California is among at least 15 other states and over 100 cities that have passed prohibitions against source of income discrimination. This month, California broadens its rules to include rental applicants using Section 8 vouchers.
Several California cities already have passed this provision, but the new law makes it illegal throughout the state to discriminate against voucher holders.
Specifically, landlords no longer can include a restriction on any source of assistance, federal, state, or local, in rental ads, reject tenants who present vouchers due to source of income, charge higher deposits or other burdens, or evict a tenant for pursuing their legal rights.
Under California’s new rules, tenants still can be rejected if they lack other qualifications such as sufficient income or good rental history. However, any income to rent ratio requirements must be applied to the tenant’s portion of the rent. For instance, on a $1,000 per month rental, if the voucher is for $700, an income ratio of three times rent is $900 per month, not $3,000.
When renting to households, landlords must consider all incomes combined, unless the landlord requires all other married tenants to each qualify individually. Landlords can ask about the source of income as long as the landlord does not discriminate.
Landlords may need to modify rental applications to provide for the contingency of income from government assistance. Application questions that appear to favor employment income or discourage applicants who receive assistance may be viewed as discriminatory.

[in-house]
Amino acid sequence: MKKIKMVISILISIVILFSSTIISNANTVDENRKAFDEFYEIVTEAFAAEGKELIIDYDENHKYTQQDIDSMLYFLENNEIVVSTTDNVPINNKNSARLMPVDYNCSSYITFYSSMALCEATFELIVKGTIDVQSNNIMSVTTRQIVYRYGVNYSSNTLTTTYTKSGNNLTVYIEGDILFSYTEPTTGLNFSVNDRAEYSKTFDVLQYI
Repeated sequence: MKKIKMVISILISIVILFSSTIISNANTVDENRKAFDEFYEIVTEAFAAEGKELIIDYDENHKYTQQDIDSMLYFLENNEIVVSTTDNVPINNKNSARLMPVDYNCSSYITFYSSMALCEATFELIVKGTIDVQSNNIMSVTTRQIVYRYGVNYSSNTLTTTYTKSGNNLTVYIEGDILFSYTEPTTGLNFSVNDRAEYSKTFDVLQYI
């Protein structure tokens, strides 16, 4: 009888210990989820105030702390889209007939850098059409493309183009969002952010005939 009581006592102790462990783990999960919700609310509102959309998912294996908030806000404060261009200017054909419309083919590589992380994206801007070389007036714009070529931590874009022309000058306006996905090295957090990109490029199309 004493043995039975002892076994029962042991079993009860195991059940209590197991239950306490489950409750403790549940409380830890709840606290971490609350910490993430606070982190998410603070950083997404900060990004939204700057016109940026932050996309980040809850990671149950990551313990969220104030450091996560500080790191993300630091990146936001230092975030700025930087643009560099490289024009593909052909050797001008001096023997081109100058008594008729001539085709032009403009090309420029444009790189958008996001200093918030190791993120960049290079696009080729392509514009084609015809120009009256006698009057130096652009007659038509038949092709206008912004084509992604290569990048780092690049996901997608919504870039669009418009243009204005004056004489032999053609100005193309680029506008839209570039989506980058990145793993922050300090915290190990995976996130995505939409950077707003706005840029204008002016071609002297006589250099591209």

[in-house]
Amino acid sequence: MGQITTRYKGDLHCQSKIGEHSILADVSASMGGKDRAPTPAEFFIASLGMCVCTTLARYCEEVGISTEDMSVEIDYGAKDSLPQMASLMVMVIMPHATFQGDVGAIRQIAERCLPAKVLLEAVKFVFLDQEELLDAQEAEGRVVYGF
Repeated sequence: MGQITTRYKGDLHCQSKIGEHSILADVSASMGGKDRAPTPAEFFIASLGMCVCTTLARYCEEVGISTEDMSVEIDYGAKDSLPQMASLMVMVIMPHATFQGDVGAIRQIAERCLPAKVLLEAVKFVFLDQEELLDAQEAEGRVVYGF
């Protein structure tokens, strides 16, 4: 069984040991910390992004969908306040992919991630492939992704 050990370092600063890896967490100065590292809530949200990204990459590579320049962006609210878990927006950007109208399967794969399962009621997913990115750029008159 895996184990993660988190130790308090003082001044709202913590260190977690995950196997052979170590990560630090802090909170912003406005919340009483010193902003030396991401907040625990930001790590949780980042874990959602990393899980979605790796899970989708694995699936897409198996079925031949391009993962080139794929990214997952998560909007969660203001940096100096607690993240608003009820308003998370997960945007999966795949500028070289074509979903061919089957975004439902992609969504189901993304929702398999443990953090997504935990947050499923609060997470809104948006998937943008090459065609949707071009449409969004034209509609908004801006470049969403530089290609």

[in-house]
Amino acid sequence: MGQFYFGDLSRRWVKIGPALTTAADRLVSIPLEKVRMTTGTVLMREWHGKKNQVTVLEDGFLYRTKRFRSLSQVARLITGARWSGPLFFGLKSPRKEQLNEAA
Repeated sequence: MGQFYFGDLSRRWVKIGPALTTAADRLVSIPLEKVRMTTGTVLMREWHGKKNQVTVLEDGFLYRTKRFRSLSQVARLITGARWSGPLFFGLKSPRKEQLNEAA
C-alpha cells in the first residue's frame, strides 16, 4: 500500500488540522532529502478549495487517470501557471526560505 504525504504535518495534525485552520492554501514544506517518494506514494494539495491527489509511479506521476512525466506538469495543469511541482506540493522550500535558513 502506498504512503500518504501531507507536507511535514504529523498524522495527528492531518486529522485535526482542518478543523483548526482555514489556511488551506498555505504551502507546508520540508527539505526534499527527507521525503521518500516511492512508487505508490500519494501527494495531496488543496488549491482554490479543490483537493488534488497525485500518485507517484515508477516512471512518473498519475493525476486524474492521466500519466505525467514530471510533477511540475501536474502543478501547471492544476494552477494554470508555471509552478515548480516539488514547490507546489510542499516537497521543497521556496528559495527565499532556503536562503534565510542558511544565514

The move is not without controversy, as many landlords are fearful of the ramifications of accepting government vouchers. Landlords may be required to facilitate a property inspection, which can result in action items, and alter lease agreements to meet rules for federal assistance.
Other lawmakers have stopped short of requiring acceptance of the Housing Choice Voucher Program, or Section 8, because that federal law was intended to be voluntary. There is concern that forcing some landlords to comply with the regulations surrounding these vouchers will scare off other landlords and investors who otherwise might have volunteered.
However, it may only be a matter of time before source of income is viewed as a protected class across the country. Because so many voucher holders are minorities or suffer disabilities, a stated ban on accepting government assistance or a practice of doing so already may violate the Fair Housing Act.
In a related story, HUD is soliciting suggestions from community members on how to make affordable housing less burdensome for housing providers. For more, visit HUD.
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Disclaimer: The information provided in this post is not intended to be construed as legal advice, nor should it be considered a substitute for obtaining individual legal counsel or consulting your local, state, federal or provincial tenancy laws.